*The Magic Creative Cake*

It is an intuitive truth of teaching, that as a teacher you must model the behaviour you hope to receive. If you want your children to behave politely, you must speak to them in a polite manner yourself. If you want your students to be inquisitive learners, you must ask them questions and take an interest in their ideas. If you want your children to be curious, then you must demonstrate a deep curiosity about the world. Children learn as much from what they see the adults do, as from what they hear the adults say. It is not enough just to tell our students how to behave; we have to show them as well. This applies as much to parenting, as it does to teaching. The child who swears at you in your classroom has picked it up not from direct instruction (hopefully), but from parents modelling it in the home.

One of the most critical aspects of creativity is a willingness to experiment, to play around with ideas, to take risks, and to be willing to appear silly as you do so. Yes, technique is important and skill is vital, but technique + skill does not = creativity. I can be the most technically skilled dancer in the entire world, but this does not mean I will be able to choreograph a dance. The only way to get to something that is truly innovative and of value is to go sideways with your thinking: to stop doing the linear thinking that human beings are so prone to, and to zoom off in a lateral direction. When you go sideways, a lot of what you come up with may be nonsense, or of hardly any use at all. But the truly creative always comes out of linking the unexpected. The genuinely creative is about sparking something new, and pushing yourself to be imaginative and innovative, not just about replicating what came before.

There is an interesting tension between these playful aspects of creativity, and the push from some in education for a return to ‘traditional teaching’. Many of those who call themselves ‘traditionalists’ suggest that children must be instructed in knowledge first, before they can hope to be creative. They must be imbued with sufficient “cultural capital” and exposed to “the best that has been thought and said” in order to have any hope of creative thought. I do wonder, though, whether this is a case of working backwards from the desired pedagogical technique, to the skill they want the children to achieve. (“Children best learn to be creative through direct instruction and classical literature, because direct instruction and classical literature are the things I am going to use.”) I also see confusion between the performance side of the creative arts (clearly a professional musician must be highly skilled at playing an instrument) and the process of being creative at an individual level (a musician is not the same as a composer). As Martin Robinson points out here, punk achieved a lot with just three chords and the willingness to give it a try. Small children can achieve an awful lot of creative thinking if you give them a few plain cardboard boxes. They don’t need to learn The History of the Cardboard Box first.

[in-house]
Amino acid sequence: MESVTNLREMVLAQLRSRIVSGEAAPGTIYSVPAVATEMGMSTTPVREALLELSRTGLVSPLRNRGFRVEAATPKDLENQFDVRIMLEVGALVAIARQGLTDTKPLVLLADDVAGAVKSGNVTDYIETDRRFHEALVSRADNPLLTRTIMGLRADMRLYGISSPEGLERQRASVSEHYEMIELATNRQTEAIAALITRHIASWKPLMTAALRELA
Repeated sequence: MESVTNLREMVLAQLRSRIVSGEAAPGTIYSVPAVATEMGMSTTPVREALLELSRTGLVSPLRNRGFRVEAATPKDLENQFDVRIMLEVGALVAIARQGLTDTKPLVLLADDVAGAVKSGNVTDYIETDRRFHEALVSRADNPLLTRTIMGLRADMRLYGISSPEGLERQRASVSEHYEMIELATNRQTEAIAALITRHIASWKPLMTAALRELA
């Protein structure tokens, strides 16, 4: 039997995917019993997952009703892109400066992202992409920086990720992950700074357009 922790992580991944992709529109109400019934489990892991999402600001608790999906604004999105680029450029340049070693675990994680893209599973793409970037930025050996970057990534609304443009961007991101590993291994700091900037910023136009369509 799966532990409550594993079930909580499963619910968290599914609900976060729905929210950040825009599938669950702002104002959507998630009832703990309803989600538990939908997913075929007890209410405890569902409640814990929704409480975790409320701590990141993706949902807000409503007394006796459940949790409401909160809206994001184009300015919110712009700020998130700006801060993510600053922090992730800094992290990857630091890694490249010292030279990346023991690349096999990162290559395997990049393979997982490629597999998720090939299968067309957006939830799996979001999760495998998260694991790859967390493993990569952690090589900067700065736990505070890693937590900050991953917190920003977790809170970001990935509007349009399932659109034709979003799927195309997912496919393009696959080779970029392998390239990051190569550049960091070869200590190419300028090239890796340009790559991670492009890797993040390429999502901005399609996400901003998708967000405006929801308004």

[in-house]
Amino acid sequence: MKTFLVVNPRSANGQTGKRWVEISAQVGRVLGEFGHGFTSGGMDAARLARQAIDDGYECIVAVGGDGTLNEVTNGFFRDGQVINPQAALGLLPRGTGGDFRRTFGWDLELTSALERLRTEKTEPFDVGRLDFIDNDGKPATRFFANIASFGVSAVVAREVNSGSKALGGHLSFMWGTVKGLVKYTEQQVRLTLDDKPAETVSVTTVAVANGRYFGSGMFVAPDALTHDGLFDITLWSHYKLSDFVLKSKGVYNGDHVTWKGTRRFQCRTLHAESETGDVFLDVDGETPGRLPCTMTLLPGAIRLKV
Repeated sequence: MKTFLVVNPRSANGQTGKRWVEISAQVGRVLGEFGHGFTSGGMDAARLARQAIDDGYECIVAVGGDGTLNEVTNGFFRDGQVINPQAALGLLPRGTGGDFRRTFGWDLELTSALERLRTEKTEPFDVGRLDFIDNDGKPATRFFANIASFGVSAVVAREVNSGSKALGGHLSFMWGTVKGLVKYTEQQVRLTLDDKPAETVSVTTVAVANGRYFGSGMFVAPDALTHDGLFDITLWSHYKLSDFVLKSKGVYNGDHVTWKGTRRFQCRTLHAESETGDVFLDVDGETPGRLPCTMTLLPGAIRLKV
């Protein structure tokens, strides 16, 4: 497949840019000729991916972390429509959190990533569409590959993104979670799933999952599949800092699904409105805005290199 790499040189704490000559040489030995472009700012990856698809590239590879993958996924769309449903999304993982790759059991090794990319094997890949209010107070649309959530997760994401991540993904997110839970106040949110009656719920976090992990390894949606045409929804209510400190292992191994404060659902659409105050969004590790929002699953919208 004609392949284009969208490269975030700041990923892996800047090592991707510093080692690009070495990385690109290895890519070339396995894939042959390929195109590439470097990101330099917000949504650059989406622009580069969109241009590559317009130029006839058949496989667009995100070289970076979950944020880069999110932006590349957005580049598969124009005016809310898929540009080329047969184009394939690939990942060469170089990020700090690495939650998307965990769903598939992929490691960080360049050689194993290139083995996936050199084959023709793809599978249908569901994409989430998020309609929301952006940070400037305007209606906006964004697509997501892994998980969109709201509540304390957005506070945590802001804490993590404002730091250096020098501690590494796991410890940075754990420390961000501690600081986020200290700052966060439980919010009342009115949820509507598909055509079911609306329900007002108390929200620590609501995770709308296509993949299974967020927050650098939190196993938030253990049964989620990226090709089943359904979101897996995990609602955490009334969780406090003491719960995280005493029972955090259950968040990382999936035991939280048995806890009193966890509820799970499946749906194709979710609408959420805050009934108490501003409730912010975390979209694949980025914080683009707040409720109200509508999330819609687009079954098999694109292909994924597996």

One of the problems I have with the ‘knowledge based’ model of creativity is that it seems to ignore the modelling side of the teacher/student equation. Whatever you think about what is often pejoratively termed ‘progressive teaching’, it is hard to deny that it has a focus on being innovative and experimental, rather than relying on the techniques of the past. The teacher is literally modelling the approach that he or she wishes to achieve. If teachers use a direct instruction model to get over the maximum amount of knowledge in the minimum amount of time, they are of necessity missing out on the creative modelling part of the equation. If science and research inform everything you do in a classroom, then someone else has given you the ‘correct’ answers. You don’t need to wonder, and explore, and experiment, and be playful, yourself.

I meet a lot of teachers – literally thousands every year. One of the main words I would use to describe the teachers that I meet is “creative”. These are people who see a problem in their classrooms, and come up with all kinds of suggestions or solutions to resolve it. Can’t get your kids to be silent? The teachers I meet have a hundred and more solutions for that one. Can’t get your children to bring a pen? The teachers I meet have a vast array of tips to solve your problem. The minute you insist that teachers use only one method, and you create the same routines for everyone to use, you are by definition limiting teacher creativity. If I want the children to move quietly and calmly around preschool, I might tell them that there is a sleeping giant under the floor, and that they would be best not to wake him. I am modelling the creative thinking I want the children to achieve. The moment we see ‘play’ and ‘playful’ attitudes as being wasteful or not of value we have stepped away from the heart of what makes creativity happen. So you can have your traditional cake and eat it if you want, and I am sure you will find it delicious. But please do not tell me that it is *The Magic Creative Cake*.

This entry was posted in Children, Creativity. Bookmark the permalink.

2 Responses to *The Magic Creative Cake*

  1. Pingback: Passionate creatives | Things Behind the Sun

  2. Pingback: Passionate creatives | Academic Chat

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